6. Firefly

    Firefly New to Leica Place

    5
    Jan 3, 2015
    Cambridge UK
    Some seem very happy with Leica replacing the sensor every time it goes wrong for the length of the camera's life while others expect no less than a permanent fix.
    What does seem to be upsetting people all round though is the length of time their camera is away being fixed though, typically from six weeks to three months.
    I would have thought that is something well worth mentioning, it would not be acceptable with pretty much anything else in the average persons life that could go wrong, car, TV, phone or watch etc etc, regards to all, Rob
     
  7. Brian

    Brian Super Moderator Subscribing Member

    Apr 3, 2013
    The long turn-around times are most likely waiting for parts, and the very labor-intensive task of replacing the sensor and re-aligning it. There were 250 KAF-18500 CCD's in stock at ON Technology last week. There were something like 100,000 M9's and M Monochrom's produced?
     
  8. ChrisBail

    ChrisBail Leica Place Regular

    55
    Dec 24, 2014
    The wait time makes sense. Unfortunately it's just a reality of manufacturing. It takes time to ramp up production, build and ship new sensors from a supplier, and if a great number of cameras are sent in with faulty sensors, then the technicians end up with a backlog of repairs. M's with faulty sensors are no different than all of the cars being recalled for faulty airbags of ignitions in this way. I have a friend at work who was made to wait a year to replace the faulty ignition on their GM vehicle. ALl because of the time needed to produce more ignition switches and a backlog of recall repairs.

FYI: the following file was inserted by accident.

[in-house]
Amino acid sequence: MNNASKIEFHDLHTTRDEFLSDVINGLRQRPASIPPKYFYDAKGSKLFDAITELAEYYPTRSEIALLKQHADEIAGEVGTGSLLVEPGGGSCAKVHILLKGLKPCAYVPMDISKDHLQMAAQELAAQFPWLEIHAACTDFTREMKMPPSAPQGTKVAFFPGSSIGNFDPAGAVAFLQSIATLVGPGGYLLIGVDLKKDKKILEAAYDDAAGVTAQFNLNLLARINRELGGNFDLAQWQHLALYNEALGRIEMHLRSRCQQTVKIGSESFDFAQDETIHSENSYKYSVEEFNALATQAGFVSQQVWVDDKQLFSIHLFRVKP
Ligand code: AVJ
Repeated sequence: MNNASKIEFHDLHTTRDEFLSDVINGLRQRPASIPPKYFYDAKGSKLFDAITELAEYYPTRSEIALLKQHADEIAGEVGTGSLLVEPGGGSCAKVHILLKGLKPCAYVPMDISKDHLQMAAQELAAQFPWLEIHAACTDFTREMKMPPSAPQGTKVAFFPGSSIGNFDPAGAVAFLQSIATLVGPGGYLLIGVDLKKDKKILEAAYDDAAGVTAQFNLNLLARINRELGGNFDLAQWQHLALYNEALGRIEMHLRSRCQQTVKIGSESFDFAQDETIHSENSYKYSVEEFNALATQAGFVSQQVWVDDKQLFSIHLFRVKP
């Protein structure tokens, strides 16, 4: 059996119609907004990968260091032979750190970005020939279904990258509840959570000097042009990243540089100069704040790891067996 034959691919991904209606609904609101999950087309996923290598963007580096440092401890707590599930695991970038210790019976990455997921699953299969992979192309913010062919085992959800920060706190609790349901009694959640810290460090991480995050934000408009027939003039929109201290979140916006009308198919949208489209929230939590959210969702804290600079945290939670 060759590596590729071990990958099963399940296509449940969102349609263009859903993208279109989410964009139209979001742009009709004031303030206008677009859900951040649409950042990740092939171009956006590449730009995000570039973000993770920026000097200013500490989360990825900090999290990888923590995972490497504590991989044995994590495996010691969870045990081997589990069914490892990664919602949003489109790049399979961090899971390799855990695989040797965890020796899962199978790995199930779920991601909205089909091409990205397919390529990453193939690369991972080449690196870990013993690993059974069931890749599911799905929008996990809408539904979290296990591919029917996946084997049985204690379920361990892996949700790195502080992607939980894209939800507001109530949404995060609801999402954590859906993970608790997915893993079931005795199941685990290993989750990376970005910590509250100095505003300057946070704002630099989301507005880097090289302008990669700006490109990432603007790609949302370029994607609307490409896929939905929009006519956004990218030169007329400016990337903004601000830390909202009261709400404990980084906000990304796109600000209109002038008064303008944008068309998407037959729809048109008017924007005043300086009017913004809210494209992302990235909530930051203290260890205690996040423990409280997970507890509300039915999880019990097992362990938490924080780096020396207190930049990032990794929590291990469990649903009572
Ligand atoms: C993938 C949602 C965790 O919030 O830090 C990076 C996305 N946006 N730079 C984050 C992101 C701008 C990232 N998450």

I won't be happy if I have to send in my M9, but I recognize it is a possibility in the future. Frankly, their message saying that they would replace any faulty sensors is what prompted me to finally upgrade from an M8. If I end up having to send my M9 in at any point, I'll have to shoot more film for a couple months I guess.
     
  9. Brian

    Brian Super Moderator Subscribing Member

    Apr 3, 2013
    I kept the M8, and have been lucky so far with the M9 and M Monochrom. I believe it will not be long to change out the cover glass.
     
  10. ChrisBail

    ChrisBail Leica Place Regular

    55
    Dec 24, 2014
    I still have the M8 for now, but I intend to sell it soon. I currently have 5 M-Mount bodies...and really only two at a time see any action.

    My new-to-me M9 doesn't show any sensor issues, but it came to me from New York...not known for particularly balmy weather.

    The only issue with is so far is the vertical RF alignment. (The horizontal was out as well, but I adjusted that already at the roller cam.) I'm waiting for my Mr Zhou tool to arrive and will adjust the vertical alignment myself, and replace the red dot with a black one I got from DAG a while ago (I got it for my M8, and ended up just making my own black dot with some paint and my existing red dot.)